82nd International Atlantic Economic Conference

October 13 - 16, 2016 | Washington, USA

International evidence on double dip recession.

Friday, October 14, 2016: 2:15 PM
Gary Maggs, PhD. , Economics, St. John Fisher College, Rochester, NY
Ben L. Kyer, Ph.D. , Economics, Francis Marion University, Florence, SC

     The phenomenon of double dip recession is neither discussed theoretically nor examined empirically.  An informal survey of fifteen macroeconomics textbooks at both the principles and intermediate levels reveals that the phrase ‘double-dip recession’ appears only twice and is never defined.  The National Bureau of Economic Research likewise does not define this concept.  The primary objective of this paper is to offer a workable and consistent definition of a double dip recession and cite any evidence of double dip recessions from various countries.


     We employ the standard historical economics textbook definition of a recession, that being a decrease of real gross domestic product for two or more consecutive quarters.  We next define a double dip recession as a decrease of real gross domestic product which begins after the trough of the previous business cycle and prior to the previous peak level of real gross domestic product, which is referred to as the reversion point.  With these definitions, we examine quarterly data on real GDP for the time period 1960 – 2013 for fourteen OECD countries (Australia, Brazil, Canada, France, Germany, India, Italy, Japan, Korea, Mexico, Russia, Spain, the United Kingdom, and the United States) for turning points, reversion points and double dip recessions.  By extension, we also examine the data for triple dip recession. Our data is taken from the Quarterly National Accounts of the OECD, tables are updated on a daily basis.  The "reference year" for the volume estimates or real gross domestic product numbers for the countries we examine is 2010.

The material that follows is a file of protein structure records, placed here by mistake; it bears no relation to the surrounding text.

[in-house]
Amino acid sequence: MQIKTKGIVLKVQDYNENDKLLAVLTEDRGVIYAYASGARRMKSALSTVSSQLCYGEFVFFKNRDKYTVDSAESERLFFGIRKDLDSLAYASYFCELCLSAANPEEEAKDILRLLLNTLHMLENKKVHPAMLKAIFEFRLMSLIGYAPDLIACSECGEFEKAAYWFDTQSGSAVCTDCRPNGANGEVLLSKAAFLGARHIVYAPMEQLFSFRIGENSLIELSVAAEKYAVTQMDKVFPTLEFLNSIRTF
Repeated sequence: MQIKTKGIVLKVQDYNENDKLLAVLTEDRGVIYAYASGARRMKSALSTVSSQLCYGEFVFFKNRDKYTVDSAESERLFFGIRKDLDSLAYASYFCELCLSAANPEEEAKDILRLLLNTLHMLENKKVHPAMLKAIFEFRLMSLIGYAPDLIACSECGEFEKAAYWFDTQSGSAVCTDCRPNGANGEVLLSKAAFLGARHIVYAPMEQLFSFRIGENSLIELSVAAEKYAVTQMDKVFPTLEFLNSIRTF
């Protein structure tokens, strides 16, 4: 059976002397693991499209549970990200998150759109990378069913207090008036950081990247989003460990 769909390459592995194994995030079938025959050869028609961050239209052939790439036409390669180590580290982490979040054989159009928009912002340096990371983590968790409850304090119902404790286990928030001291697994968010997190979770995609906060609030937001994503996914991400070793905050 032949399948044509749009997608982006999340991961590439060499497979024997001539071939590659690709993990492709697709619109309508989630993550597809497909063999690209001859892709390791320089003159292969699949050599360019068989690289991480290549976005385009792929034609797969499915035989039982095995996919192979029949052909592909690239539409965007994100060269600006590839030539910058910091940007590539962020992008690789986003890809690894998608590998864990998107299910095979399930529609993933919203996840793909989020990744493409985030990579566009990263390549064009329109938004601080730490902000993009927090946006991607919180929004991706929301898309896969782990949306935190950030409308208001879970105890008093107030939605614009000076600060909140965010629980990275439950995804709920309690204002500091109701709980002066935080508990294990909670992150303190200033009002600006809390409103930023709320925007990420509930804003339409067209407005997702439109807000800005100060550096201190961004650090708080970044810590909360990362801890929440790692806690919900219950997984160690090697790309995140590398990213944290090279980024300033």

Notably, this paper is entirely descriptive, i.e., nonparametric as we seek only to identify the occurrence of double dip recessions in various world economies.  That is, we neither speculate on their causes through the use of a structural model nor analyze their endogenous effect on other things.

Results/Expected Results

     The primary conclusion of this paper is that double dip recessions, at least for the economies examined with the definition employed, are fairly common.  More specifically, double dip recessions account for sixteen percent of the total number of recessions for the ten countries over the examined time period.